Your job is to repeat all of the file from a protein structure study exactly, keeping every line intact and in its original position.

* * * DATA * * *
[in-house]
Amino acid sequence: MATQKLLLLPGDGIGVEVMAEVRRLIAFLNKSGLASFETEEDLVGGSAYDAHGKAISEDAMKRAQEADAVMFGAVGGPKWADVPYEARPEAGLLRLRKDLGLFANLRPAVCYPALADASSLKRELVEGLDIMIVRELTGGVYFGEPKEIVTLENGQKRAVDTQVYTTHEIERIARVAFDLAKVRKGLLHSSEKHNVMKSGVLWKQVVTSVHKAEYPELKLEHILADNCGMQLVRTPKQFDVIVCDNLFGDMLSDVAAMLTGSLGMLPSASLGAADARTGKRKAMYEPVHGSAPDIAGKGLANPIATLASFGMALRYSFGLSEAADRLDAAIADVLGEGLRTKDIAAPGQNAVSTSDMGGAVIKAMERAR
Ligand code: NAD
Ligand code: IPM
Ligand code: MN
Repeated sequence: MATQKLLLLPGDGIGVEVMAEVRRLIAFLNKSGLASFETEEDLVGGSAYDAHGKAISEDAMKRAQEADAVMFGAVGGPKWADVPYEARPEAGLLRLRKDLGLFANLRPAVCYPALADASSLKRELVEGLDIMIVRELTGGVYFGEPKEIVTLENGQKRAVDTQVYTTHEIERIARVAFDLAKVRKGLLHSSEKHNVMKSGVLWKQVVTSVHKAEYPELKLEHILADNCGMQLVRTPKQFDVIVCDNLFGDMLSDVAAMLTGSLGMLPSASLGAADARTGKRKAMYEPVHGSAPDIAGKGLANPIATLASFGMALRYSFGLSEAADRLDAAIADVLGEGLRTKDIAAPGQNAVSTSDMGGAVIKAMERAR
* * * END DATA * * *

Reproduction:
[in-house]
Amino acid sequence: MATQKLLLLPGDGIGVEVMAEVRRLIAFLNKSGLASFETEEDLVGGSAYDAHGKAISEDAMKRAQEADAVMFGAVGGPKWADVPYEARPEAGLLRLRKDLGLFANLRPAVCYPALADASSLKRELVEGLDIMIVRELTGGVYFGEPKEIVTLENGQKRAVDTQVYTTHEIERIARVAFDLAKVRKGLLHSSEKHNVMKSGVLWKQVVTSVHKAEYPELKLEHILADNCGMQLVRTPKQFDVIVCDNLFGDMLSDVAAMLTGSLGMLPSASLGAADARTGKRKAMYEPVHGSAPDIAGKGLANPIATLASFGMALRYSFGLSEAADRLDAAIADVLGEGLRTKDIAAPGQNAVSTSDMGGAVIKAMERAR
Ligand code: NAD
Ligand code: IPM
Ligand code: MN
Repeated sequence: MATQKLLLLPGDGIGVEVMAEVRRLIAFLNKSGLASFETEEDLVGGSAYDAHGKAISEDAMKRAQEADAVMFGAVGGPKWADVPYEARPEAGLLRLRKDLGLFANLRPAVCYPALADASSLKRELVEGLDIMIVRELTGGVYFGEPKEIVTLENGQKRAVDTQVYTTHEIERIARVAFDLAKVRKGLLHSSEKHNVMKSGVLWKQVVTSVHKAEYPELKLEHILADNCGMQLVRTPKQFDVIVCDNLFGDMLSDVAAMLTGSLGMLPSASLGAADARTGKRKAMYEPVHGSAPDIAGKGLANPIATLASFGMALRYSFGLSEAADRLDAAIADVLGEGLRTKDIAAPGQNAVSTSDMGGAVIKAMERAR